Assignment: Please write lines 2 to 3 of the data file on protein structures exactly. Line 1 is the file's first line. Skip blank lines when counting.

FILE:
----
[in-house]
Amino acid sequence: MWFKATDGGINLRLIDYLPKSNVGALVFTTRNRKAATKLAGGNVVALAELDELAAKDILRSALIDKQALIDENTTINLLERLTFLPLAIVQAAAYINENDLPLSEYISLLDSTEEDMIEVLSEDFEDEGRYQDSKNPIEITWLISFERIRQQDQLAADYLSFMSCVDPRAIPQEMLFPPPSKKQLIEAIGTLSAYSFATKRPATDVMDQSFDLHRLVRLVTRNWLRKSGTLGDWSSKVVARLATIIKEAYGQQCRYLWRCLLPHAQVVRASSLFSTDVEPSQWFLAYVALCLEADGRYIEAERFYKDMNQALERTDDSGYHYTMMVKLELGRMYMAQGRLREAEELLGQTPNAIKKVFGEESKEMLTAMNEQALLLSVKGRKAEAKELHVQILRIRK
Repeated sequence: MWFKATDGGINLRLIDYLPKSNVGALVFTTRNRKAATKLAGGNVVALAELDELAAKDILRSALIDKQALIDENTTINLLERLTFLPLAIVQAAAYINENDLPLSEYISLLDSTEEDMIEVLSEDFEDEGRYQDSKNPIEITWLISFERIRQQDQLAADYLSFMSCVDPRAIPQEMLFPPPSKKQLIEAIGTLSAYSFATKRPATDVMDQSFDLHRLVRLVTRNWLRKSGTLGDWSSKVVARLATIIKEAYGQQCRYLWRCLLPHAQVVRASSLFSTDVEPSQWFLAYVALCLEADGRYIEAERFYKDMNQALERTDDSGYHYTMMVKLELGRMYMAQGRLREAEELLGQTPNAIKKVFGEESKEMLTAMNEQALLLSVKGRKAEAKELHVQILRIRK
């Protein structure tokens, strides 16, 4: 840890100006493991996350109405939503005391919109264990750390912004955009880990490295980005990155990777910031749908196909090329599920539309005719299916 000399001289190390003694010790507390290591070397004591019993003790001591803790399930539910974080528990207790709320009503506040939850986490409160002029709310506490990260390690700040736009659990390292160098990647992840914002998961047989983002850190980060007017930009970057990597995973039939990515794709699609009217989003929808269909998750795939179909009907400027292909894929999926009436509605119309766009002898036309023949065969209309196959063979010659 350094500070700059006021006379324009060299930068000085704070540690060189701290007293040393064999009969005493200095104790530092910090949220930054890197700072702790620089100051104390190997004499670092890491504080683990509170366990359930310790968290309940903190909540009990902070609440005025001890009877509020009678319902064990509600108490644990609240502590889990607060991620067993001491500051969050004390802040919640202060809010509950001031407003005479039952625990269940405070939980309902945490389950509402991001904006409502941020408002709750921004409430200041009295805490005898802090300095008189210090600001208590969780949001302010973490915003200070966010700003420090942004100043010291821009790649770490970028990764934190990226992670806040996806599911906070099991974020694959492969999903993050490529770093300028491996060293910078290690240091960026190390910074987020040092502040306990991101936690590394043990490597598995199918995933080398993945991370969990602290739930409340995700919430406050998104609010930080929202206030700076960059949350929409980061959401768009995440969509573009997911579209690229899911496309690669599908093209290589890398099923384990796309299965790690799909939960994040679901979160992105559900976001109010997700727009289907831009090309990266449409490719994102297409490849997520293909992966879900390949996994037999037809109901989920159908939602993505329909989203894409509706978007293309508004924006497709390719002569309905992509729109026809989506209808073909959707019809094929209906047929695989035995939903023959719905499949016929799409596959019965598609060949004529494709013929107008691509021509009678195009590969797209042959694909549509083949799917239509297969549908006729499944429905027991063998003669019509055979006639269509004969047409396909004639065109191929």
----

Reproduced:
Amino acid sequence: MWFKATDGGINLRLIDYLPKSNVGALVFTTRNRKAATKLAGGNVVALAELDELAAKDILRSALIDKQALIDENTTINLLERLTFLPLAIVQAAAYINENDLPLSEYISLLDSTEEDMIEVLSEDFEDEGRYQDSKNPIEITWLISFERIRQQDQLAADYLSFMSCVDPRAIPQEMLFPPPSKKQLIEAIGTLSAYSFATKRPATDVMDQSFDLHRLVRLVTRNWLRKSGTLGDWSSKVVARLATIIKEAYGQQCRYLWRCLLPHAQVVRASSLFSTDVEPSQWFLAYVALCLEADGRYIEAERFYKDMNQALERTDDSGYHYTMMVKLELGRMYMAQGRLREAEELLGQTPNAIKKVFGEESKEMLTAMNEQALLLSVKGRKAEAKELHVQILRIRK
Repeated sequence: MWFKATDGGINLRLIDYLPKSNVGALVFTTRNRKAATKLAGGNVVALAELDELAAKDILRSALIDKQALIDENTTINLLERLTFLPLAIVQAAAYINENDLPLSEYISLLDSTEEDMIEVLSEDFEDEGRYQDSKNPIEITWLISFERIRQQDQLAADYLSFMSCVDPRAIPQEMLFPPPSKKQLIEAIGTLSAYSFATKRPATDVMDQSFDLHRLVRLVTRNWLRKSGTLGDWSSKVVARLATIIKEAYGQQCRYLWRCLLPHAQVVRASSLFSTDVEPSQWFLAYVALCLEADGRYIEAERFYKDMNQALERTDDSGYHYTMMVKLELGRMYMAQGRLREAEELLGQTPNAIKKVFGEESKEMLTAMNEQALLLSVKGRKAEAKELHVQILRIRK